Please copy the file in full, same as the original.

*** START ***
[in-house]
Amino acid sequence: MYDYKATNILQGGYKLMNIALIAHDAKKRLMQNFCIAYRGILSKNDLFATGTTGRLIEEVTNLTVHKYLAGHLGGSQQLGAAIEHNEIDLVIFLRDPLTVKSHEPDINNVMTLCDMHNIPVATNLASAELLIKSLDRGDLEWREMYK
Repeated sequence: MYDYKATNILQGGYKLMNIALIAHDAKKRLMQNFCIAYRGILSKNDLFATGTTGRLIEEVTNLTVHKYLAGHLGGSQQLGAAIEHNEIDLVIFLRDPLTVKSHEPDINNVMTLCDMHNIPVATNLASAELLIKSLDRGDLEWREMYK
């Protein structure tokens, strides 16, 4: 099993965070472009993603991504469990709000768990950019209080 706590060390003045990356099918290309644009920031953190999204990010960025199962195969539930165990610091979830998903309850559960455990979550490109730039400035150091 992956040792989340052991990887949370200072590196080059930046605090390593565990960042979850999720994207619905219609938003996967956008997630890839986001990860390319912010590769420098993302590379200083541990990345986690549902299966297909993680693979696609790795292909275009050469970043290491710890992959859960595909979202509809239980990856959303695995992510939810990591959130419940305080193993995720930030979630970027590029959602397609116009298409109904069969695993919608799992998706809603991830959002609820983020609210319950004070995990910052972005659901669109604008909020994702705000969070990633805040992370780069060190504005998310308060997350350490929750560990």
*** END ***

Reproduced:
[in-house]
Amino acid sequence: MYDYKATNILQGGYKLMNIALIAHDAKKRLMQNFCIAYRGILSKNDLFATGTTGRLIEEVTNLTVHKYLAGHLGGSQQLGAAIEHNEIDLVIFLRDPLTVKSHEPDINNVMTLCDMHNIPVATNLASAELLIKSLDRGDLEWREMYK
Repeated sequence: MYDYKATNILQGGYKLMNIALIAHDAKKRLMQNFCIAYRGILSKNDLFATGTTGRLIEEVTNLTVHKYLAGHLGGSQQLGAAIEHNEIDLVIFLRDPLTVKSHEPDINNVMTLCDMHNIPVATNLASAELLIKSLDRGDLEWREMYK
């Protein structure tokens, strides 16, 4: 099993965070472009993603991504469990709000768990950019209080 706590060390003045990356099918290309644009920031953190999204990010960025199962195969539930165990610091979830998903309850559960455990979550490109730039400035150091 992956040792989340052991990887949370200072590196080059930046605090390593565990960042979850999720994207619905219609938003996967956008997630890839986001990860390319912010590769420098993302590379200083541990990345986690549902299966297909993680693979696609790795292909275009050469970043290491710890992959859960595909979202509809239980990856959303695995992510939810990591959130419940305080193993995720930030979630970027590029959602397609116009298409109904069969695993919608799992998706809603991830959002609820983020609210319950004070995990910052972005659901669109604008909020994702705000969070990633805040992370780069060190504005998310308060997350350490929750560990």